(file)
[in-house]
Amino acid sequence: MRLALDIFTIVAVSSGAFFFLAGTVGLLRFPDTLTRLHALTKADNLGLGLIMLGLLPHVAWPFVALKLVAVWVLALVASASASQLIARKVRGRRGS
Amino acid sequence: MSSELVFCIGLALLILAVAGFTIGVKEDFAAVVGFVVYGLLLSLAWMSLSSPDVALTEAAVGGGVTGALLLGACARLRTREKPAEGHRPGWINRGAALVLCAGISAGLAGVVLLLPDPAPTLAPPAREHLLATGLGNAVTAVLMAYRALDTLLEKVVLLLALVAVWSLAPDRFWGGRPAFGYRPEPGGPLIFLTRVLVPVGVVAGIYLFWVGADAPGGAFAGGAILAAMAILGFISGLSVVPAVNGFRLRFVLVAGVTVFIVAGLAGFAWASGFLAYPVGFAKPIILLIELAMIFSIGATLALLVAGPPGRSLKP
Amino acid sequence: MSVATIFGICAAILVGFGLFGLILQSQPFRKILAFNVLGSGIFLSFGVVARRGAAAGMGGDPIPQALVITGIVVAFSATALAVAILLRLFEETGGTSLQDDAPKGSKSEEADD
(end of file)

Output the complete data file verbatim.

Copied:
[in-house]
Amino acid sequence: MRLALDIFTIVAVSSGAFFFLAGTVGLLRFPDTLTRLHALTKADNLGLGLIMLGLLPHVAWPFVALKLVAVWVLALVASASASQLIARKVRGRRGS
Amino acid sequence: MSSELVFCIGLALLILAVAGFTIGVKEDFAAVVGFVVYGLLLSLAWMSLSSPDVALTEAAVGGGVTGALLLGACARLRTREKPAEGHRPGWINRGAALVLCAGISAGLAGVVLLLPDPAPTLAPPAREHLLATGLGNAVTAVLMAYRALDTLLEKVVLLLALVAVWSLAPDRFWGGRPAFGYRPEPGGPLIFLTRVLVPVGVVAGIYLFWVGADAPGGAFAGGAILAAMAILGFISGLSVVPAVNGFRLRFVLVAGVTVFIVAGLAGFAWASGFLAYPVGFAKPIILLIELAMIFSIGATLALLVAGPPGRSLKP
Amino acid sequence: MSVATIFGICAAILVGFGLFGLILQSQPFRKILAFNVLGSGIFLSFGVVARRGAAAGMGGDPIPQALVITGIVVAFSATALAVAILLRLFEETGGTSLQDDAPKGSKSEEADD